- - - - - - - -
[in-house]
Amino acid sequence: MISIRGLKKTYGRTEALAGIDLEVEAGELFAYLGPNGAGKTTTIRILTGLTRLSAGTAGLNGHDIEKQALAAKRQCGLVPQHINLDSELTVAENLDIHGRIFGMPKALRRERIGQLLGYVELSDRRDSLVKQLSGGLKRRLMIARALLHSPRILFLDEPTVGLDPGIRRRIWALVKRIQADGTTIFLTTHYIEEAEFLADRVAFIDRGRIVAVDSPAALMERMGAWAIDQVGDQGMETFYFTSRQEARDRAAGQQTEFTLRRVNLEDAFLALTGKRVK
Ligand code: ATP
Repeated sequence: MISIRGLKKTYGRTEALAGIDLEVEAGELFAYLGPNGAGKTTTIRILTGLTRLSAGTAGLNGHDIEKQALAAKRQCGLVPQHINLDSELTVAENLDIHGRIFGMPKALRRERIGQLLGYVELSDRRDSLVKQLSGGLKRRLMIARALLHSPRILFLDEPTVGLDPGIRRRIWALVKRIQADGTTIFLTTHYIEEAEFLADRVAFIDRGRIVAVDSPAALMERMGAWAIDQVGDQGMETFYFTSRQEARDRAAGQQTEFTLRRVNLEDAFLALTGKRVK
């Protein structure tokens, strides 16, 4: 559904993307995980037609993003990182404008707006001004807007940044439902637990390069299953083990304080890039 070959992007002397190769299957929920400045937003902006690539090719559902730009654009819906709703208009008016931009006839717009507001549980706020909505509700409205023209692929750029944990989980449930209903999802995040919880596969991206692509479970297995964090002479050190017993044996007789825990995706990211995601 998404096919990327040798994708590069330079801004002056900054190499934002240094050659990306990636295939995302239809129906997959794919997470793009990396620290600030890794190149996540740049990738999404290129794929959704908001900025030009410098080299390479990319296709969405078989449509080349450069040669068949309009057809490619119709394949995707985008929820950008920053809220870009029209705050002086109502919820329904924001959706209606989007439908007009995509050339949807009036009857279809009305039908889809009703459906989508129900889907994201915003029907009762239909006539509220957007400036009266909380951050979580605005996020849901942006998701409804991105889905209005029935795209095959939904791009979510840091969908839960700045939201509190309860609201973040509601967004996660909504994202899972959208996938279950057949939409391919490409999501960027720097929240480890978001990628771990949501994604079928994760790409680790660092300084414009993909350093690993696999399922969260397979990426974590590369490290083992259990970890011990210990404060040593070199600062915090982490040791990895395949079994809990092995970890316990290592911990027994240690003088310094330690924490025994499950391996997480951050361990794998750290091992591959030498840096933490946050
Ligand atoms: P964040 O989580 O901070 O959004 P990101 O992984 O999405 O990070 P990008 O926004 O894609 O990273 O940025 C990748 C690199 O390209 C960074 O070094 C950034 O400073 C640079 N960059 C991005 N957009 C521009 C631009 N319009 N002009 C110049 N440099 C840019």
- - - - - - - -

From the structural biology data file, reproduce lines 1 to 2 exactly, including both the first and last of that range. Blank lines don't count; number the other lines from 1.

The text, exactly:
[in-house]
Amino acid sequence: MISIRGLKKTYGRTEALAGIDLEVEAGELFAYLGPNGAGKTTTIRILTGLTRLSAGTAGLNGHDIEKQALAAKRQCGLVPQHINLDSELTVAENLDIHGRIFGMPKALRRERIGQLLGYVELSDRRDSLVKQLSGGLKRRLMIARALLHSPRILFLDEPTVGLDPGIRRRIWALVKRIQADGTTIFLTTHYIEEAEFLADRVAFIDRGRIVAVDSPAALMERMGAWAIDQVGDQGMETFYFTSRQEARDRAAGQQTEFTLRRVNLEDAFLALTGKRVK